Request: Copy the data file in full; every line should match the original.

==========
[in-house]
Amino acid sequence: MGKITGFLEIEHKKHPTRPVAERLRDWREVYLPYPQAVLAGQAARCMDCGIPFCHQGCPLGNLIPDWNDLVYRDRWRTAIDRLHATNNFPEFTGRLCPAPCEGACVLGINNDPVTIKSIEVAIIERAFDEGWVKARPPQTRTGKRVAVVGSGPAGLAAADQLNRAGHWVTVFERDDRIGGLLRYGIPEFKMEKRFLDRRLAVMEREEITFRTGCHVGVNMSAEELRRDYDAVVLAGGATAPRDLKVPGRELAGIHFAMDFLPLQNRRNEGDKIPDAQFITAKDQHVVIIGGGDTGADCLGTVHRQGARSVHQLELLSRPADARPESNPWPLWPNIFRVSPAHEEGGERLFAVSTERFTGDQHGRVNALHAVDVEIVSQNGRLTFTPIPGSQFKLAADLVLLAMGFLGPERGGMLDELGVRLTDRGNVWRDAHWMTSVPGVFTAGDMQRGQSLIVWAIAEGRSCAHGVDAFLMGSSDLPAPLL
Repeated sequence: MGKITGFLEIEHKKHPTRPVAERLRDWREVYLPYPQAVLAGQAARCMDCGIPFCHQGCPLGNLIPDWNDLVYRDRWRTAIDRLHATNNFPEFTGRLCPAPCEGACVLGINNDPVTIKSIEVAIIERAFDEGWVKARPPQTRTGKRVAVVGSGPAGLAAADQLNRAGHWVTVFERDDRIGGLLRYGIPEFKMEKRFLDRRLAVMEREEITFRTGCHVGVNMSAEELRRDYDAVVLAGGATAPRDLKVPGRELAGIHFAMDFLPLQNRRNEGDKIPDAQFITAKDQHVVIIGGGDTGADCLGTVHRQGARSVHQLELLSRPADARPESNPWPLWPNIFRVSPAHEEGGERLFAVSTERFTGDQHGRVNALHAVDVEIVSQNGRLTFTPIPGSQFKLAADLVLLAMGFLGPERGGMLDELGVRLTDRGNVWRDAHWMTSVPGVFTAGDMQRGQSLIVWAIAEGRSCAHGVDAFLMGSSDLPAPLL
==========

[in-house]
Amino acid sequence: MGKITGFLEIEHKKHPTRPVAERLRDWREVYLPYPQAVLAGQAARCMDCGIPFCHQGCPLGNLIPDWNDLVYRDRWRTAIDRLHATNNFPEFTGRLCPAPCEGACVLGINNDPVTIKSIEVAIIERAFDEGWVKARPPQTRTGKRVAVVGSGPAGLAAADQLNRAGHWVTVFERDDRIGGLLRYGIPEFKMEKRFLDRRLAVMEREEITFRTGCHVGVNMSAEELRRDYDAVVLAGGATAPRDLKVPGRELAGIHFAMDFLPLQNRRNEGDKIPDAQFITAKDQHVVIIGGGDTGADCLGTVHRQGARSVHQLELLSRPADARPESNPWPLWPNIFRVSPAHEEGGERLFAVSTERFTGDQHGRVNALHAVDVEIVSQNGRLTFTPIPGSQFKLAADLVLLAMGFLGPERGGMLDELGVRLTDRGNVWRDAHWMTSVPGVFTAGDMQRGQSLIVWAIAEGRSCAHGVDAFLMGSSDLPAPLL
Repeated sequence: MGKITGFLEIEHKKHPTRPVAERLRDWREVYLPYPQAVLAGQAARCMDCGIPFCHQGCPLGNLIPDWNDLVYRDRWRTAIDRLHATNNFPEFTGRLCPAPCEGACVLGINNDPVTIKSIEVAIIERAFDEGWVKARPPQTRTGKRVAVVGSGPAGLAAADQLNRAGHWVTVFERDDRIGGLLRYGIPEFKMEKRFLDRRLAVMEREEITFRTGCHVGVNMSAEELRRDYDAVVLAGGATAPRDLKVPGRELAGIHFAMDFLPLQNRRNEGDKIPDAQFITAKDQHVVIIGGGDTGADCLGTVHRQGARSVHQLELLSRPADARPESNPWPLWPNIFRVSPAHEEGGERLFAVSTERFTGDQHGRVNALHAVDVEIVSQNGRLTFTPIPGSQFKLAADLVLLAMGFLGPERGGMLDELGVRLTDRGNVWRDAHWMTSVPGVFTAGDMQRGQSLIVWAIAEGRSCAHGVDAFLMGSSDLPAPLL